Proposal for an early signing period is a step in the right direction
Conference commissioners will discuss the AFCA's early signing period proposal
The AFCA's plan isn't perfect, but it's a positive step and most coaches support it
How would this have affected the 2009 recruiting class if it were in place now?
The American Football Coaches Association has forwarded a proposal for an early signing period to conference commissioners, who are expected to review the plan Thursday. Given the overwhelming support for a December signing day from coaches -- 73 percent of Bowl Subdivision head coaches and 82 percent of Championship Subdivision head coaches back the plan, according to a USA Today story -- it seems likely the commissioners will seriously consider implementing the proposal for a three-year trial period that would begin this year.
Coaches who support the early signing period contend their staffs waste time and money playing defense with committed players getting bombarded by other schools. The coaches who oppose the plan -- and they have dwindled in the past two or three years -- believe they already have too little opportunity to build a relationship with players before offering a scholarship. An early signing period, they argue, would only further accelerate the process.
Since neither the NCAA nor the AFCA will consider my proposal to eliminate signing day entirely and allow schools to sign players whenever they want, I find myself grudgingly agreeing with the coaches who support the early signing period. Certainly, a signing day on the third Wednesday in December will create its own set of issues. For example, what would Boston College have done with its signees after firing Coach Jeff Jagodzinski nearly two weeks after signing day? But the coaching turnover issue wouldn't cause as many problems as it does in basketball, where prospects sign in November knowing full well their coach could get fired in March. In football, most firings take place the first two weeks of December.
What an early signing period would do is help recruits such as Tucker (Ga.) High linebacker Jonathan Davis and programs such as South Carolina. Davis and South Carolina's staff each find themselves in awkward positions thanks to an equally awkward recruitment. Davis, a 5-foot-8, 195-pound tackling machine who probably will play strong safety in college, thought he had a scholarship offer from the Gamecocks. Davis committed to South Carolina assistant Ron Cooper on Dec. 12. Last week, Cooper left for LSU. Later in the week, a South Carolina coach contacted Davis and told him the Gamecocks had no scholarship for him. Now, three weeks before signing day, Davis is scrambling to find a scholarship. He visited Alabama-Birmingham last weekend, and Tucker coach Franklin Stephens said Central Florida also has expressed interest.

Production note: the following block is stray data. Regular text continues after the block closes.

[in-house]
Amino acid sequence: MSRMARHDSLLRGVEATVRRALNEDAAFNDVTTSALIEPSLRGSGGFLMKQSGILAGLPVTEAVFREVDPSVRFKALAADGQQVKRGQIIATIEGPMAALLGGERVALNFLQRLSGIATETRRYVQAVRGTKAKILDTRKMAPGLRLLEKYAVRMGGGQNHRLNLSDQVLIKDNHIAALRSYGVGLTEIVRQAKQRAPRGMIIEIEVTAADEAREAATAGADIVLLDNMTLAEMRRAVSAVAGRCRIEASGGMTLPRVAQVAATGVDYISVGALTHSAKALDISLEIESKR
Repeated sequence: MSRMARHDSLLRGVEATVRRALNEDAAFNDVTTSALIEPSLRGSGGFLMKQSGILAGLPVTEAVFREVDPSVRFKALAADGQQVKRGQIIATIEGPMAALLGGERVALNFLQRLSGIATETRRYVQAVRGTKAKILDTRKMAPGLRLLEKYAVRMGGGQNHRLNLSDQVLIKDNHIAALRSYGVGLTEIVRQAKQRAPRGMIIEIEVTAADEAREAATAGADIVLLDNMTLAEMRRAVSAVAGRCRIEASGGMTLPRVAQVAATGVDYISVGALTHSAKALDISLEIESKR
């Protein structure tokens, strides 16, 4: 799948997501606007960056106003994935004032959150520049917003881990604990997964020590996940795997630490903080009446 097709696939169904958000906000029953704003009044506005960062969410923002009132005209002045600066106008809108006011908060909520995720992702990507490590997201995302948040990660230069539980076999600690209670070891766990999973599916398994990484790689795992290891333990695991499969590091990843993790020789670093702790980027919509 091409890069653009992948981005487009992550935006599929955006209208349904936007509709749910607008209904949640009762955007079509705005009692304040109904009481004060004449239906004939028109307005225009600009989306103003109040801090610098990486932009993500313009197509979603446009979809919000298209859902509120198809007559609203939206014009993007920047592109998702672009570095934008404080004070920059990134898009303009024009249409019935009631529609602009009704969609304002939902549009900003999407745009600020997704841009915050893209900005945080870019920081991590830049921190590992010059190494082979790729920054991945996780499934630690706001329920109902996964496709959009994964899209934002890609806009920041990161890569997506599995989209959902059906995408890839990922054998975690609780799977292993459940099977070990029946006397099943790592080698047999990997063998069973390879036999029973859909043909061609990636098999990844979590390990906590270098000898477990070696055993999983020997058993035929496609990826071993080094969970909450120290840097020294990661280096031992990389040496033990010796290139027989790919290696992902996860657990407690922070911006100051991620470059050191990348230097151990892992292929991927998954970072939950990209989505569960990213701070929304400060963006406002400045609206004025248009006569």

South Carolina coaches, meanwhile, are getting blasted in the media and by a respected high school coach for what appears to be a case of interoffice miscommunication. Stephens has banned South Carolina coach Steve Spurrier and his staff from recruiting players from his program, which won the Georgia Class AAAA state title this past season. NCAA rules forbid coaches from publicly discussing prospects, so Gamecocks coaches can't tell their side of the story. Two sources with knowledge of the situation said Wednesday that Cooper was told last month the Gamecocks did not have room for Davis, and that he should not offer Davis a scholarship. Cooper offered anyway, and after he left for LSU, a South Carolina assistant had to break the bad news to Davis and face Stephens' wrath.
With an early signing period, this mess could have been avoided. If South Carolina coaches didn't have room for Davis, they would have had to notify him before signing day. In this case, Davis would have learned all the facts within five days of his commitment, and he would have had almost two months to seek another scholarship. South Carolina, meanwhile, wouldn't get painted as the villain because the ordeal would have played out so quickly it wouldn't have appeared Davis had been strung along.
The AFCA's plan isn't perfect, but it's a step in the right direction. Anything that gives 17- and 18-year old young men a measure of security and allows coaches to move on to undecided players and future classes is better than the system currently in place.
Since we're discussing an early signing day, let's take a look at how the plan might affect the class of 2009. Three of the top four players in the SI/Takkle Top 200 would already be signed, sealed and delivered to their chosen school. Houston Cypress Ridge quarterback Russell Shepard (LSU), Santa Ana (Calif.) Mater Dei quarterback Matt Barkley (USC) and Austin (Texas) Lake Travis quarterback Garrett Gilbert (Texas), who committed to their schools months ago, almost certainly would have signed in December. The third-ranked player, Pensacola (Fla.) Escambia tailback Trent Richardson, might have signed with Alabama, but Richardson is still considering Florida and LSU, so he probably would have waited until February.
Looking deeper into the rankings, 18 of the top 30 seemed so resolved in their previously stated commitments by this past December that it seems safe to assume they also would have signed with their chosen schools. At the top of the rankings, the numbers tend to skew toward the uncommitted because the best players have so many options. Most likely, an even higher percentage of less recruited players -- the two- and three-star players, according to Rivals.com -- would already have chosen a school by mid-December.